Successful teachers are happy teachers with more energy to give their students, Brookwood Elementary School (Georgia) Principal Tracey Smith writes in eSchool News, suggesting that embedding ongoing practices that allow opportunities to grow creates a culture of support.
Smith writes that she supports her teachers by getting to know them, embracing an open-door policy and reaching out when she senses someone is struggling while also trying to find commonalities between herself and her teachers so they can bond.
It’s important for teachers to know leadership has their back, and Smith also advocates self-care by encouraging teachers to take some time to relax rather than working around the clock.
Teachers earn salaries that in many cases haven't kept up with the pace of inflation, yet their job is among the most demanding. Though they enter the profession to pursue a passion of working with students, low pay, high demands and non-supportive environments can quickly burn them out.
The tone of a school’s culture is largely set by its principal, who must embed strategies to foster ongoing support. For example, Smith makes it a point to email three teachers every evening to compliment them on something they did.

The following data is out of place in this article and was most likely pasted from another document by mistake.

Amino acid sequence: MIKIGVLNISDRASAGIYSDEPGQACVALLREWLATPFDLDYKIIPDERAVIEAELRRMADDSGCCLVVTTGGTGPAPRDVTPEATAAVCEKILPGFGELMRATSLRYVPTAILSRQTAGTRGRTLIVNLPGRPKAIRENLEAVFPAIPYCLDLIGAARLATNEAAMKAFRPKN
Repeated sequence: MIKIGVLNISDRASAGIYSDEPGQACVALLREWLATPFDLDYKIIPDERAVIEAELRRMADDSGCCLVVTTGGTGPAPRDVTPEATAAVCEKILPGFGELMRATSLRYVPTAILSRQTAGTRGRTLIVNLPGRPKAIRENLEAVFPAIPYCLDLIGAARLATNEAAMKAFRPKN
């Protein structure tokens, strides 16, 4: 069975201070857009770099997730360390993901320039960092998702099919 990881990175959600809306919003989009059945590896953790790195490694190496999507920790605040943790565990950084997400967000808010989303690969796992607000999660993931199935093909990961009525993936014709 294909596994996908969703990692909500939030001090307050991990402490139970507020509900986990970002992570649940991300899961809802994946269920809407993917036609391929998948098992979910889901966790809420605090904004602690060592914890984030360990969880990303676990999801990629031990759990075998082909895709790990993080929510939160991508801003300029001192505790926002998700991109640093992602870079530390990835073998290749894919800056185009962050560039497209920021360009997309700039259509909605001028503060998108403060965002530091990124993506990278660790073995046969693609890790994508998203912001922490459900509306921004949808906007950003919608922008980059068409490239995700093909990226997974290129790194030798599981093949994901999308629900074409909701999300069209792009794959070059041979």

Matthew Howell, a middle school principal in New Jersey, supports teachers by using their time efficiently. He keeps expectations sensible and is willing to say "no" to good ideas that may overburden his already overtaxed teachers. When he starts initiatives, he begins small with volunteers who are interested in the topic. Working out any kinks on a small, invested group avoids wasting other teachers’ time on mistakes.
Encouraging educators to take care of themselves is also critical, as burnt out teachers’ unhappiness can rub off on their students and other faculty members. But promoting self-care means more than telling a teacher to be sure they take their lunch break.
The Happy Teacher Revolution is a program that reinforces the old airplane adage of “Secure your own oxygen mask first before assisting children.” The movement is meant to promote the idea that self-care is not selfish. Taking breaks to get away from work or from a toxic situation doesn't mean teachers are neglecting their duties. By taking care of themselves, they ultimately maintain more of themselves to give to students.